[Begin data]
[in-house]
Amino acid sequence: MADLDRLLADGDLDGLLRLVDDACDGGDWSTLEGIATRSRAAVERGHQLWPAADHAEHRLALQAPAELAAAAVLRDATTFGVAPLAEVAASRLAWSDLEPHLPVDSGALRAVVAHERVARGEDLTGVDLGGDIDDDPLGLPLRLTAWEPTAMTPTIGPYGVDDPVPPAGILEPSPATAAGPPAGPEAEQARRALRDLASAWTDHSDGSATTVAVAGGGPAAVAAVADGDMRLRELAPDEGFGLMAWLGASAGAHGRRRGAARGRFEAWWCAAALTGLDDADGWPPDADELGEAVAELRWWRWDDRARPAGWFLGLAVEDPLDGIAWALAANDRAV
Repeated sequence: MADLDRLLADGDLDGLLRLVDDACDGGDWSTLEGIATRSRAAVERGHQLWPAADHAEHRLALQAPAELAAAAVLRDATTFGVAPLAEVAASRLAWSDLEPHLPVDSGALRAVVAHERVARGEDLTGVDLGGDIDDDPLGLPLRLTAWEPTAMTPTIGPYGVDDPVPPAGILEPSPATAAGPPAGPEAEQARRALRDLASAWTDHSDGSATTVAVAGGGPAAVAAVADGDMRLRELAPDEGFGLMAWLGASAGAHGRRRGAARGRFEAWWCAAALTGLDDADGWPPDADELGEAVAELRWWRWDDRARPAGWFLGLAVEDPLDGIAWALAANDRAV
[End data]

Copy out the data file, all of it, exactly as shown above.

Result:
[in-house]
Amino acid sequence: MADLDRLLADGDLDGLLRLVDDACDGGDWSTLEGIATRSRAAVERGHQLWPAADHAEHRLALQAPAELAAAAVLRDATTFGVAPLAEVAASRLAWSDLEPHLPVDSGALRAVVAHERVARGEDLTGVDLGGDIDDDPLGLPLRLTAWEPTAMTPTIGPYGVDDPVPPAGILEPSPATAAGPPAGPEAEQARRALRDLASAWTDHSDGSATTVAVAGGGPAAVAAVADGDMRLRELAPDEGFGLMAWLGASAGAHGRRRGAARGRFEAWWCAAALTGLDDADGWPPDADELGEAVAELRWWRWDDRARPAGWFLGLAVEDPLDGIAWALAANDRAV
Repeated sequence: MADLDRLLADGDLDGLLRLVDDACDGGDWSTLEGIATRSRAAVERGHQLWPAADHAEHRLALQAPAELAAAAVLRDATTFGVAPLAEVAASRLAWSDLEPHLPVDSGALRAVVAHERVARGEDLTGVDLGGDIDDDPLGLPLRLTAWEPTAMTPTIGPYGVDDPVPPAGILEPSPATAAGPPAGPEAEQARRALRDLASAWTDHSDGSATTVAVAGGGPAAVAAVADGDMRLRELAPDEGFGLMAWLGASAGAHGRRRGAARGRFEAWWCAAALTGLDDADGWPPDADELGEAVAELRWWRWDDRARPAGWFLGLAVEDPLDGIAWALAANDRAV